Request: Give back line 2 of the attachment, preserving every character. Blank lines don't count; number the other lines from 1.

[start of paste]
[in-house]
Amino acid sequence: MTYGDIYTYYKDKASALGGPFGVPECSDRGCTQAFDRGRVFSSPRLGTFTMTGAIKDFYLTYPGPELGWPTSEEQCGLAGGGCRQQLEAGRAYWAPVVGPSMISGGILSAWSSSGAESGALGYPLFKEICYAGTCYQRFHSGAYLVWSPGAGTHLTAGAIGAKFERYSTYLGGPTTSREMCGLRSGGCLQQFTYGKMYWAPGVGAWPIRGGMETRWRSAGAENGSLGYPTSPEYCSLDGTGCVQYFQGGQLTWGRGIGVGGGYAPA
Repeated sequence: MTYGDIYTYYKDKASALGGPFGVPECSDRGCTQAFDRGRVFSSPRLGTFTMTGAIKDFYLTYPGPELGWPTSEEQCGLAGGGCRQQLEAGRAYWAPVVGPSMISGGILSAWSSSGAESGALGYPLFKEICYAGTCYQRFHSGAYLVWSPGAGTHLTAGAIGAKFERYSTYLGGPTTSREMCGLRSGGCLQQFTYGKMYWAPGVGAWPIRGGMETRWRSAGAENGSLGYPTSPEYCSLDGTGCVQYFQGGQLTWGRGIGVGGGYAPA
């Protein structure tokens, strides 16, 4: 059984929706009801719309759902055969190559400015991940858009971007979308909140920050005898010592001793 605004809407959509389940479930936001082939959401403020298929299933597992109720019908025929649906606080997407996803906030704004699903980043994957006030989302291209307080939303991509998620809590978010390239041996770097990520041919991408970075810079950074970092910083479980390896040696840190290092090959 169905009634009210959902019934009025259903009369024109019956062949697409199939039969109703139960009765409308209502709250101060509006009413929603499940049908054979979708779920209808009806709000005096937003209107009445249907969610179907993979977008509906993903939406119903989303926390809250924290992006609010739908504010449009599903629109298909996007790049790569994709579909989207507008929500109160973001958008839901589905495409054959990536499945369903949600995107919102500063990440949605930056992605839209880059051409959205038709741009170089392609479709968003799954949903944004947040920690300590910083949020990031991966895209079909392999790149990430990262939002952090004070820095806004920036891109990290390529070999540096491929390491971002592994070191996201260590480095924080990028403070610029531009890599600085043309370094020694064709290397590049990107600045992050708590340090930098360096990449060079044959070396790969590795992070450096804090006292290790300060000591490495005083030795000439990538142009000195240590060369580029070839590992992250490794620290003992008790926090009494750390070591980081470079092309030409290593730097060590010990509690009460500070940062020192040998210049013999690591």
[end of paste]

Amino acid sequence: MTYGDIYTYYKDKASALGGPFGVPECSDRGCTQAFDRGRVFSSPRLGTFTMTGAIKDFYLTYPGPELGWPTSEEQCGLAGGGCRQQLEAGRAYWAPVVGPSMISGGILSAWSSSGAESGALGYPLFKEICYAGTCYQRFHSGAYLVWSPGAGTHLTAGAIGAKFERYSTYLGGPTTSREMCGLRSGGCLQQFTYGKMYWAPGVGAWPIRGGMETRWRSAGAENGSLGYPTSPEYCSLDGTGCVQYFQGGQLTWGRGIGVGGGYAPA